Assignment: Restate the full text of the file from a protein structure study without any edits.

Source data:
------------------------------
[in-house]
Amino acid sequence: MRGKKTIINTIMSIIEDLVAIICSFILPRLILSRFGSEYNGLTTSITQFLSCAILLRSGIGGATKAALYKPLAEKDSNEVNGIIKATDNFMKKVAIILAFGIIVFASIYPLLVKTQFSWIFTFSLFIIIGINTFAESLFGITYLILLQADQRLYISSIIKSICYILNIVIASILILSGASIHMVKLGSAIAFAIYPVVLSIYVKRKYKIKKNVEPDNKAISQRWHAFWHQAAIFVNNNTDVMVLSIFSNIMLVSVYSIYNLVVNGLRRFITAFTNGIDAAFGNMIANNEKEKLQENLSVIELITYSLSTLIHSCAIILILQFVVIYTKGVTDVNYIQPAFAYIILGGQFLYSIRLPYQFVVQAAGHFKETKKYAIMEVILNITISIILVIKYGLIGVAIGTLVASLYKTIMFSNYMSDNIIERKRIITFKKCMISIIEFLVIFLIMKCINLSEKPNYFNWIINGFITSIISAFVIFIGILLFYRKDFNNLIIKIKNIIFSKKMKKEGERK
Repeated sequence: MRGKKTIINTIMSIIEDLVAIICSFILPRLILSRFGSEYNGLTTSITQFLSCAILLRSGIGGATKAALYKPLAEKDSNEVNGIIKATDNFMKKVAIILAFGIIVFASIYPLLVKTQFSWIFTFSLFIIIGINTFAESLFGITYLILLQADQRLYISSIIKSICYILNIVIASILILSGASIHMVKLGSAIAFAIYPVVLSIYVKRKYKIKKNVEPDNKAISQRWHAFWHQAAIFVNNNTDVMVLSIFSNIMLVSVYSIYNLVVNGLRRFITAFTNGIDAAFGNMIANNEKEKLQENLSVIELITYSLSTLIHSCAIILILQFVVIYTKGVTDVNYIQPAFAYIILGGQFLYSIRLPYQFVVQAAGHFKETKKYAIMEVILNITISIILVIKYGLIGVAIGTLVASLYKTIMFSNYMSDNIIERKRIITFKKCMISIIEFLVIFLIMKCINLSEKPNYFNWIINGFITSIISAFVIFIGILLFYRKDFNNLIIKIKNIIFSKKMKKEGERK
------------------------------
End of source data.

[in-house]
Amino acid sequence: MRGKKTIINTIMSIIEDLVAIICSFILPRLILSRFGSEYNGLTTSITQFLSCAILLRSGIGGATKAALYKPLAEKDSNEVNGIIKATDNFMKKVAIILAFGIIVFASIYPLLVKTQFSWIFTFSLFIIIGINTFAESLFGITYLILLQADQRLYISSIIKSICYILNIVIASILILSGASIHMVKLGSAIAFAIYPVVLSIYVKRKYKIKKNVEPDNKAISQRWHAFWHQAAIFVNNNTDVMVLSIFSNIMLVSVYSIYNLVVNGLRRFITAFTNGIDAAFGNMIANNEKEKLQENLSVIELITYSLSTLIHSCAIILILQFVVIYTKGVTDVNYIQPAFAYIILGGQFLYSIRLPYQFVVQAAGHFKETKKYAIMEVILNITISIILVIKYGLIGVAIGTLVASLYKTIMFSNYMSDNIIERKRIITFKKCMISIIEFLVIFLIMKCINLSEKPNYFNWIINGFITSIISAFVIFIGILLFYRKDFNNLIIKIKNIIFSKKMKKEGERK
Repeated sequence: MRGKKTIINTIMSIIEDLVAIICSFILPRLILSRFGSEYNGLTTSITQFLSCAILLRSGIGGATKAALYKPLAEKDSNEVNGIIKATDNFMKKVAIILAFGIIVFASIYPLLVKTQFSWIFTFSLFIIIGINTFAESLFGITYLILLQADQRLYISSIIKSICYILNIVIASILILSGASIHMVKLGSAIAFAIYPVVLSIYVKRKYKIKKNVEPDNKAISQRWHAFWHQAAIFVNNNTDVMVLSIFSNIMLVSVYSIYNLVVNGLRRFITAFTNGIDAAFGNMIANNEKEKLQENLSVIELITYSLSTLIHSCAIILILQFVVIYTKGVTDVNYIQPAFAYIILGGQFLYSIRLPYQFVVQAAGHFKETKKYAIMEVILNITISIILVIKYGLIGVAIGTLVASLYKTIMFSNYMSDNIIERKRIITFKKCMISIIEFLVIFLIMKCINLSEKPNYFNWIINGFITSIISAFVIFIGILLFYRKDFNNLIIKIKNIIFSKKMKKEGERK